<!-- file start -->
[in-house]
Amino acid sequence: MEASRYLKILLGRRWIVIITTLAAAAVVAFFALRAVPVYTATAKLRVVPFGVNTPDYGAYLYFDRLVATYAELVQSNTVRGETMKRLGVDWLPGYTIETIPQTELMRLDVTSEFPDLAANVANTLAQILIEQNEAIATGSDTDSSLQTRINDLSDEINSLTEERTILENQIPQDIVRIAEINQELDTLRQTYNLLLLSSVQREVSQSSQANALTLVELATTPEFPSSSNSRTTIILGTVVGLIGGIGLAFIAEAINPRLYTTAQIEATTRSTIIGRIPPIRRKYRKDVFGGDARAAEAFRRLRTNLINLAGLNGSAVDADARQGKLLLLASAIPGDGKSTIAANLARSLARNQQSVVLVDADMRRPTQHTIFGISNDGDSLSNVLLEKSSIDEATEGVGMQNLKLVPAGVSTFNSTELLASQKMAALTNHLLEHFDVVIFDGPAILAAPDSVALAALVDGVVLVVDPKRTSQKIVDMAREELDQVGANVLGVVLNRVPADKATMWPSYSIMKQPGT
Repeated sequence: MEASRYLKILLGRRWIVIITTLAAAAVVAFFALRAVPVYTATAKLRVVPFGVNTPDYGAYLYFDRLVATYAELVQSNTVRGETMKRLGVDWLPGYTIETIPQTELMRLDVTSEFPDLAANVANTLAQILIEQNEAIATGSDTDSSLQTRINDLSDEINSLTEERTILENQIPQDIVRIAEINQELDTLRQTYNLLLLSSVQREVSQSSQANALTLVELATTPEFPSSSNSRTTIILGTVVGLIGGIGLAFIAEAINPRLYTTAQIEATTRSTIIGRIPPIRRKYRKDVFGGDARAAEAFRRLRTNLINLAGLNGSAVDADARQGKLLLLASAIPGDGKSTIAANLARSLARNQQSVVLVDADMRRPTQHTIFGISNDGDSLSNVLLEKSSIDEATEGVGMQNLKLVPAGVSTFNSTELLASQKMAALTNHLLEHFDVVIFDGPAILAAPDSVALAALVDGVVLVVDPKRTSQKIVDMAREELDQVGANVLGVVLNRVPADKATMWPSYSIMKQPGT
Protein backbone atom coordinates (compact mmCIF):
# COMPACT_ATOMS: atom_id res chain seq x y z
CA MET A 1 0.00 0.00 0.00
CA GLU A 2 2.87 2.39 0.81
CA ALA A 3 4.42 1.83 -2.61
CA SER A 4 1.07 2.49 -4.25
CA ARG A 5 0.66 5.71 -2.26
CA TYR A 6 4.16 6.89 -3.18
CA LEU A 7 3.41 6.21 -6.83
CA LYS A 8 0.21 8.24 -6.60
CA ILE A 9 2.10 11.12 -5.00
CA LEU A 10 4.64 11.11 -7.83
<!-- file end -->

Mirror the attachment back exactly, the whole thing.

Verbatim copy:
[in-house]
Amino acid sequence: MEASRYLKILLGRRWIVIITTLAAAAVVAFFALRAVPVYTATAKLRVVPFGVNTPDYGAYLYFDRLVATYAELVQSNTVRGETMKRLGVDWLPGYTIETIPQTELMRLDVTSEFPDLAANVANTLAQILIEQNEAIATGSDTDSSLQTRINDLSDEINSLTEERTILENQIPQDIVRIAEINQELDTLRQTYNLLLLSSVQREVSQSSQANALTLVELATTPEFPSSSNSRTTIILGTVVGLIGGIGLAFIAEAINPRLYTTAQIEATTRSTIIGRIPPIRRKYRKDVFGGDARAAEAFRRLRTNLINLAGLNGSAVDADARQGKLLLLASAIPGDGKSTIAANLARSLARNQQSVVLVDADMRRPTQHTIFGISNDGDSLSNVLLEKSSIDEATEGVGMQNLKLVPAGVSTFNSTELLASQKMAALTNHLLEHFDVVIFDGPAILAAPDSVALAALVDGVVLVVDPKRTSQKIVDMAREELDQVGANVLGVVLNRVPADKATMWPSYSIMKQPGT
Repeated sequence: MEASRYLKILLGRRWIVIITTLAAAAVVAFFALRAVPVYTATAKLRVVPFGVNTPDYGAYLYFDRLVATYAELVQSNTVRGETMKRLGVDWLPGYTIETIPQTELMRLDVTSEFPDLAANVANTLAQILIEQNEAIATGSDTDSSLQTRINDLSDEINSLTEERTILENQIPQDIVRIAEINQELDTLRQTYNLLLLSSVQREVSQSSQANALTLVELATTPEFPSSSNSRTTIILGTVVGLIGGIGLAFIAEAINPRLYTTAQIEATTRSTIIGRIPPIRRKYRKDVFGGDARAAEAFRRLRTNLINLAGLNGSAVDADARQGKLLLLASAIPGDGKSTIAANLARSLARNQQSVVLVDADMRRPTQHTIFGISNDGDSLSNVLLEKSSIDEATEGVGMQNLKLVPAGVSTFNSTELLASQKMAALTNHLLEHFDVVIFDGPAILAAPDSVALAALVDGVVLVVDPKRTSQKIVDMAREELDQVGANVLGVVLNRVPADKATMWPSYSIMKQPGT
Protein backbone atom coordinates (compact mmCIF):
# COMPACT_ATOMS: atom_id res chain seq x y z
CA MET A 1 0.00 0.00 0.00
CA GLU A 2 2.87 2.39 0.81
CA ALA A 3 4.42 1.83 -2.61
CA SER A 4 1.07 2.49 -4.25
CA ARG A 5 0.66 5.71 -2.26
CA TYR A 6 4.16 6.89 -3.18
CA LEU A 7 3.41 6.21 -6.83
CA LYS A 8 0.21 8.24 -6.60
CA ILE A 9 2.10 11.12 -5.00
CA LEU A 10 4.64 11.11 -7.83